I have many more plates I’d like to add to this corner in our dining room. A good few of which will be from Canadian artists I’ve found through Instagram over the past while, and there will be more thrifted plates as well. I’d love to have so many plates that they overflow onto the next wall.
In short: this plate display virgin is a solid convert.
I’m quite excited to share my moodboard and layout plans for Cora’s Big Girl Bedroom™ makeover. It took me about 6 months to get my head around a colour scheme, theme, and design for her room, not to mention working around the physical limitations that came with her dormer sloped ceiling [see what I mean in the before photo’s of Cora’s room here].
I took a huge amount of inspiration for Cora’s room from the dollhouse I updated and gave Cora for Christmas 2018. Mainly, the shade of green paint I used [pictured above] set the tone of her bedroom makeover.
I matched the green craft paint to the shade “Agaves Green” by Sico Paint via Rona hardware store [I feel I have to write hardware store as poor Rona has the misfortune of also being a slang term for the ongoing global pandemic. In case you needed clarification, I am not painting COVID-19 throughout Cora’s bedroom].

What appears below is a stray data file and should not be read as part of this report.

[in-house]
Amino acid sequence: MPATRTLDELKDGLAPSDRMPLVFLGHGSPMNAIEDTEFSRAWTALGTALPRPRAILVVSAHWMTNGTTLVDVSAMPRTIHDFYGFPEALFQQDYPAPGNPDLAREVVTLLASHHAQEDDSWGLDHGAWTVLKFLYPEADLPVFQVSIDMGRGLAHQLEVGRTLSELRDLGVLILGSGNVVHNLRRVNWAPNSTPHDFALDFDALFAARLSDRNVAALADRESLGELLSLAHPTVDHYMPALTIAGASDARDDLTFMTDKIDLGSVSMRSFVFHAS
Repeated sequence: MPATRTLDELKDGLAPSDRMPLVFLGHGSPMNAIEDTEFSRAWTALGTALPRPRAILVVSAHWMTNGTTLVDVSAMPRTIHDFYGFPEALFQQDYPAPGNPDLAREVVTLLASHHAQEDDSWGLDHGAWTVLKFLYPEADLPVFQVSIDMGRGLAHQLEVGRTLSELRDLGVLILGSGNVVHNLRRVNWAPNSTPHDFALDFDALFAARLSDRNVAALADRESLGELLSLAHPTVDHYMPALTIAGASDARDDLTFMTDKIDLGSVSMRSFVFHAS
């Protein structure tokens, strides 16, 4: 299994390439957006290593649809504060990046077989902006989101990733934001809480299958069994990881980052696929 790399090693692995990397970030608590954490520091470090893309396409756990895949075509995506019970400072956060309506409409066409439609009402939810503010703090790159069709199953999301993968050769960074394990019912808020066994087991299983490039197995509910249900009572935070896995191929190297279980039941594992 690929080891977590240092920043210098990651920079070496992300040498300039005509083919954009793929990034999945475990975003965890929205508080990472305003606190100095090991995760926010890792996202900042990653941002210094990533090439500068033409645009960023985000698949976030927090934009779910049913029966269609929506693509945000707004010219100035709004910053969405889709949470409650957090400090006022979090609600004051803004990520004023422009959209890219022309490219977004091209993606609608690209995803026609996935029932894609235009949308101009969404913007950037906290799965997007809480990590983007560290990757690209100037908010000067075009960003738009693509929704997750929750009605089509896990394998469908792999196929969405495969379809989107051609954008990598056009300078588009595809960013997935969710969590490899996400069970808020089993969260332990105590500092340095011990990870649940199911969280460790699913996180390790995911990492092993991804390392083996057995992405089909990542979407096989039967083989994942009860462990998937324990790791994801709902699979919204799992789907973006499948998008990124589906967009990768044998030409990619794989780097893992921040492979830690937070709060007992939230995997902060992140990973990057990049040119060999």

I decided early on that her room wouldn’t be entirely green, but half of it, similar to the little hallway I designed and coffee-stick-bead-boarded for Cora’s dollhouse [above].
Once I had the basic design figured out, it was time for the layout.
Cora’s bedroom is tiny. Like, hugely tiny. And it has the added obstacle of a dormered ceiling, plus no built-in storage, so I had to be creative [and cut-throat] with what furniture I added to her room. I measured her room and created a layout in Google SketchUp. Since there was little-to-no wiggle room when it came to space, I had to be certain the pieces of furniture fit and worked. Oh, and did I mention I sourced the furniture secondhand? If you’re new here, you may not know that I like to give myself a challenge.
So here is the basic layout I decided upon for Cora’s Big Girl Bedroom™ makeover, using an armoir and bed I sourced from Kijiji:
There was very limited options for furniture placement, so unless Cora was prepared to sleep in a bean bag or stand in the corner like a vampire, there was only the above layout option.
I also took a great amount of pleasure getting the perfect armoire for Cora’s room; I looked online for a few weeks and the armoires I found were either too wide, too deep, or too tall, which were immediately ruled out because of the dormered roof. I took my time and found the perfect armoire for $50. It fit perfectly, and I actually love the shade of wood it is, so I won’t be painting it. Just updating the hardware.
This actually won’t be Cora’s room long-term. Once Cora’s 5th birthday rolls around, baby will be 6 months old and it’ll be time for her to move into this room. Cora will be moving into our spare bedroom later this year, and just wait until you see what I have planned for that room. It will essentially be my dream childhood bedroom. No spoilers.